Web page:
Making Learning the Object: Using Cultural Historical Activity Theory to Analyze and Organize Student Teaching in Urban High-Needs Schools
by Lauren Anderson & Jamy Stillman — 2013
Background/Context: Student teaching represents a critical component of most teacher education programs. However, there is significant variation both in the contextual factors that preservice teachers (PSTs) encounter in their field placements and in the ways that teacher educators mediate PSTs’ learning in relation to those placements. In this article, Cultural Historical Activity Theory (CHAT) provides the theoretical framework for considering this complex endeavor.
Purpose/Objective: This article unpacks a salient excerpt from an interview that was conducted as part of a larger qualitative study focused on situating student teaching in urban high-needs schools. The authors use one participant’s description of her student teaching experience as a starting point for mapping the contextual factors that appeared to mediate her practice—and her learning about practice—in her placement. The authors then consider how teacher educators might have better supported the student teacher, thereby enhancing her own and her students’ learning.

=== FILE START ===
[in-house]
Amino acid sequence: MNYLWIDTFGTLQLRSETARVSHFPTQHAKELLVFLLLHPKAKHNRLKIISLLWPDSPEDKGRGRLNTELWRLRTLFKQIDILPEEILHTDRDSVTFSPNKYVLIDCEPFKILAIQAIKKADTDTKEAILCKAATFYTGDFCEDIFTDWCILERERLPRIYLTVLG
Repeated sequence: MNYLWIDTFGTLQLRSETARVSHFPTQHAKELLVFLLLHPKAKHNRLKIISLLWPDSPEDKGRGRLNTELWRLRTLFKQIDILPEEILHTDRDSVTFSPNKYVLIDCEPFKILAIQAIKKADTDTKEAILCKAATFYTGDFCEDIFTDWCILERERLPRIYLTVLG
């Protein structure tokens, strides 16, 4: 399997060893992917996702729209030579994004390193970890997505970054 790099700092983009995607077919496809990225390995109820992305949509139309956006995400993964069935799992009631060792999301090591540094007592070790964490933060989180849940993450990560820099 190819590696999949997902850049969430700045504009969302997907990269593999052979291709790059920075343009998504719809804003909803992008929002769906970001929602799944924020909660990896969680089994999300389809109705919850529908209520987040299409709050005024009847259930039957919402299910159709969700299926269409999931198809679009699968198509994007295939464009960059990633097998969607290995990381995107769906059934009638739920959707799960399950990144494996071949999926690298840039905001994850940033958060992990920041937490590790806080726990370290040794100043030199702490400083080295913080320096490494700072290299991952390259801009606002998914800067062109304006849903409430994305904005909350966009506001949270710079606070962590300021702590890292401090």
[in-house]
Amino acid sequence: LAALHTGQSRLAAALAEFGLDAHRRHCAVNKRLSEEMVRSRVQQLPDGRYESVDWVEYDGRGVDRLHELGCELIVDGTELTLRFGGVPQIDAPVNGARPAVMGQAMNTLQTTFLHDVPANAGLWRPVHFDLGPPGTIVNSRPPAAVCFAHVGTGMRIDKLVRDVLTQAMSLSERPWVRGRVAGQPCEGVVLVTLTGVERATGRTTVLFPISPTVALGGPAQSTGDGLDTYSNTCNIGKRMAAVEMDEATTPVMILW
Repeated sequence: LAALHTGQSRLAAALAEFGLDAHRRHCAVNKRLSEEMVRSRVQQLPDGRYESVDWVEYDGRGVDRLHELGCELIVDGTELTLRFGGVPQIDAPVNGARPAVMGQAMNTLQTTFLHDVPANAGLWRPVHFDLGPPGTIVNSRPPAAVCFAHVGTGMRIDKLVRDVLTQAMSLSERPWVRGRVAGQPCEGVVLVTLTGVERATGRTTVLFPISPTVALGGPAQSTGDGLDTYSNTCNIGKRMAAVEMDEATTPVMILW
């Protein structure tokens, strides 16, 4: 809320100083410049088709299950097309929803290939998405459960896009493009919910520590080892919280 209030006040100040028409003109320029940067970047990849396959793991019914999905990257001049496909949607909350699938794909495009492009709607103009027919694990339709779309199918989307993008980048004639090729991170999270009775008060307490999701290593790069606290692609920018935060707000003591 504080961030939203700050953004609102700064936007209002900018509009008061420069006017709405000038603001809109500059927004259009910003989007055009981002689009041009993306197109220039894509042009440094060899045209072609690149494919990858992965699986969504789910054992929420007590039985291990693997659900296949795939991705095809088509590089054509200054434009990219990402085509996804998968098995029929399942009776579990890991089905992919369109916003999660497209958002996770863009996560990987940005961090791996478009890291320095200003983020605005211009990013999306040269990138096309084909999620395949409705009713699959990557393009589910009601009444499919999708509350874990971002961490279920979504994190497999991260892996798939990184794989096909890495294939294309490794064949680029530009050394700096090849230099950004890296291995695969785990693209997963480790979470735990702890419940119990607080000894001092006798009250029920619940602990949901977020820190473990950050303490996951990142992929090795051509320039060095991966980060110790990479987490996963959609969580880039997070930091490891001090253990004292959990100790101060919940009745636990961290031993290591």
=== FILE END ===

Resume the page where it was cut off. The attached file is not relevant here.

Conclusions/Recommendations: The authors conclude that conceptualizing student teaching through an activity system lens affords teacher educators the opportunity to think about student teaching in more contextualized ways, to set clearer, context-specific learning goals, and to strategically re-mediate PSTs’ learning in relation to those goals. Implications include recommendations for deepening collaboration with cooperating teachers and otherwise working to build coherence across university-based and field-based settings in an era of high-stakes accountability.
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